By Michael Roth
Watching others talk about the projects they have worked on showed me that there is no ‘one size fits all’ approach, but there are a couple similarities that exist among them all. The first is to be specific about what I want the project to do. Nate Sleeter described how he had one idea in mind for the content of his project, but as he did research he had to narrow it down in order for it to be manageable. Jeri Wieringa and Celeste Sharpe, however, wanted their project to teach students how to be better writers. They also had an issue with the scope of the project, both for the students’ understanding as well as their work as students completed the work. Both of these examples show that having the proper mindset about what the project is going to accomplish allows me as the developer to implement the best practices for success.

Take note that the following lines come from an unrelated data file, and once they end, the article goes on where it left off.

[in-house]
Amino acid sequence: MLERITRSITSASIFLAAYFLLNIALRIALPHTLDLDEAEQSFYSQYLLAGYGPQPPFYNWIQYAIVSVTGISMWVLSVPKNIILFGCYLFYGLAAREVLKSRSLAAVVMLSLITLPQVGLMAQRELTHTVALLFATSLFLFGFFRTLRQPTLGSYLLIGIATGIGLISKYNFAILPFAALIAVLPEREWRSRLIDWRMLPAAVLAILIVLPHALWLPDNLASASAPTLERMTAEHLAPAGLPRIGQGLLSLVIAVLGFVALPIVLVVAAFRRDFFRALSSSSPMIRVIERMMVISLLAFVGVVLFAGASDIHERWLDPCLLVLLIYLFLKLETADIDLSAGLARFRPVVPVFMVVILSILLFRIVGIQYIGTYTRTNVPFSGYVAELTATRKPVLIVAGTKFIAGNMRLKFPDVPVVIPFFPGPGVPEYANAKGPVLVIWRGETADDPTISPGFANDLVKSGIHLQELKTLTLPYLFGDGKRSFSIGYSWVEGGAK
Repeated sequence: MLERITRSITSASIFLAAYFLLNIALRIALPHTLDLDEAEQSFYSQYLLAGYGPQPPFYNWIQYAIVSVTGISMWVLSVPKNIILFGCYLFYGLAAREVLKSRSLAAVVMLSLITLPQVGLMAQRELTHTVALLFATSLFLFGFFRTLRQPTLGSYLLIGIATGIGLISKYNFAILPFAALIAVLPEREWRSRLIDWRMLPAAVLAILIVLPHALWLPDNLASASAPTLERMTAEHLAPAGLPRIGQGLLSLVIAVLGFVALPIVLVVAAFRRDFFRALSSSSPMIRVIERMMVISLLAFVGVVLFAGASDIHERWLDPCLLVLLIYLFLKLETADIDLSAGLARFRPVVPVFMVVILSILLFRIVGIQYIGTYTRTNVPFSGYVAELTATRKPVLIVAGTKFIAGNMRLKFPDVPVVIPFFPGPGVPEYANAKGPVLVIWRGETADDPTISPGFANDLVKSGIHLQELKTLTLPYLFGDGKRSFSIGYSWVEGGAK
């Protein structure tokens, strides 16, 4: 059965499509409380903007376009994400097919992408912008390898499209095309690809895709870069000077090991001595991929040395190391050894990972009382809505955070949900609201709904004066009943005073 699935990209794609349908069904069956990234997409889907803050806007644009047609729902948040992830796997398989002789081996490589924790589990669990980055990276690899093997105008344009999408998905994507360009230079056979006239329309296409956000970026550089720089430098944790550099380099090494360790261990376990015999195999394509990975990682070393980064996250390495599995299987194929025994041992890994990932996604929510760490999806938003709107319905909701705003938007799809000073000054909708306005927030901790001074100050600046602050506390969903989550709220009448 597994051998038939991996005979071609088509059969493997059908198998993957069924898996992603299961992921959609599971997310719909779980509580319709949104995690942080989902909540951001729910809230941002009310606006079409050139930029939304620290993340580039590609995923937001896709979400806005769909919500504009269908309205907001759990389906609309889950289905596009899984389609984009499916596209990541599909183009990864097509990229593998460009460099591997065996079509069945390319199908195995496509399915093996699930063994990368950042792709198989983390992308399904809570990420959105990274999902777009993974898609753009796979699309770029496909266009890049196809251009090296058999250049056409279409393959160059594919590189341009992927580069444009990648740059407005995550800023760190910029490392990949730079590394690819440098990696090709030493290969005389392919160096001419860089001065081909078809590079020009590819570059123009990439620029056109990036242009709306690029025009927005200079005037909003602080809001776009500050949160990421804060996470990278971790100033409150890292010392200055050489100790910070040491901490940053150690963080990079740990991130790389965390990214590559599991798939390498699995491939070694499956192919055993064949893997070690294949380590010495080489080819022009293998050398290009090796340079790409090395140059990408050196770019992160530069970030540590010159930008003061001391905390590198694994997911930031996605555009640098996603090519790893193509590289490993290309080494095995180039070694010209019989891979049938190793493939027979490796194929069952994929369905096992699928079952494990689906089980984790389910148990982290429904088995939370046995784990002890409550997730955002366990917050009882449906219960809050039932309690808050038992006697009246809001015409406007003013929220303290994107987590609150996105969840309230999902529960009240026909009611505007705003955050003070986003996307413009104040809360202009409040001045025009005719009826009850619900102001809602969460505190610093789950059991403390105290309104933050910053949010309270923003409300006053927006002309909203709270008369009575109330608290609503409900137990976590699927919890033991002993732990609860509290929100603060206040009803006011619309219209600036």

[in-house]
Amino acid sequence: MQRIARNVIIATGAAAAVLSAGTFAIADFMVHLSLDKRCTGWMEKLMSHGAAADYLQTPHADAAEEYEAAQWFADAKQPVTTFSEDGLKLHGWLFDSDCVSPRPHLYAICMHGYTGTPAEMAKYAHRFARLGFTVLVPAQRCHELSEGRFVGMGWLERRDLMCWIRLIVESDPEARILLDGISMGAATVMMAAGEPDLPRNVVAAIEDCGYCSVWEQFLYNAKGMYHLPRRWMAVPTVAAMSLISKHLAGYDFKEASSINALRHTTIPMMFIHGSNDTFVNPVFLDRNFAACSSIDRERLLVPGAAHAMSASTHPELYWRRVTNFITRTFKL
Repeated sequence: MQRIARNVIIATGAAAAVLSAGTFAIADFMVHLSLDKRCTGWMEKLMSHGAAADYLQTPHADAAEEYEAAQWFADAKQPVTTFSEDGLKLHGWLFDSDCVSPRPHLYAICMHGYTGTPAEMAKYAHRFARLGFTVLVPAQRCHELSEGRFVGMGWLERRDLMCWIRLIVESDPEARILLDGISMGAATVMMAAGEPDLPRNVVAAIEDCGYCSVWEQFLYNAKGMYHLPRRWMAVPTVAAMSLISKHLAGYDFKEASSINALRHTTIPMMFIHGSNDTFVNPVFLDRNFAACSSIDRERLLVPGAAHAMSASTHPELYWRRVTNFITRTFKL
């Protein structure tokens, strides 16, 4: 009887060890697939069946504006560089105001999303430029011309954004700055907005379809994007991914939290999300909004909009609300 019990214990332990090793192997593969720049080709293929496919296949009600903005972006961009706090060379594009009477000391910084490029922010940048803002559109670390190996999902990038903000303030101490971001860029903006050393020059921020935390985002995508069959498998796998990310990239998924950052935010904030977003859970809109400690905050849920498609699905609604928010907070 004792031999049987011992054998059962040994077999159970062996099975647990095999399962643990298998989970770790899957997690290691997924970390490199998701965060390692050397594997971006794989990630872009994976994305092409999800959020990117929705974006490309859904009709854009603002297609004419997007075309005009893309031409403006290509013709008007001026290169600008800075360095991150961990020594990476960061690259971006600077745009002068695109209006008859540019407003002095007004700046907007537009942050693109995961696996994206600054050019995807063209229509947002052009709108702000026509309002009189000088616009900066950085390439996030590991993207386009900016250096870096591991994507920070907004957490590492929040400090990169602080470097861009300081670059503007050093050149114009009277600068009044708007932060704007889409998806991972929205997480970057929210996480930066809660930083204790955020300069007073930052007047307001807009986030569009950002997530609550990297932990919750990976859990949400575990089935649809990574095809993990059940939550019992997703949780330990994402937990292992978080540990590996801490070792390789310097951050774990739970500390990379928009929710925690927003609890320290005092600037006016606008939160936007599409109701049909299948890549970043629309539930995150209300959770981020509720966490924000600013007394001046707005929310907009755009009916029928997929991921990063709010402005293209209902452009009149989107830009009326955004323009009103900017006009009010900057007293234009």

Another commonality I found was how much the students interact with the sources. A few of the projects seem to be in conjunction with an official course, which allows for more opportunities for dialogue than in an exhibit format. The issue I have in designing exhibits is that there are no assignments, so it is more difficult to gauge how effective the materials are in teaching the content. One of the things I can do is provide visitors with a mixture of types of sources (videos, photos, text) to showcase the different information that exist, and to ask questions about the material. As I design and develop my projects, I can find these types of sources early in the process, which I can then use to plan the scope of the overall content.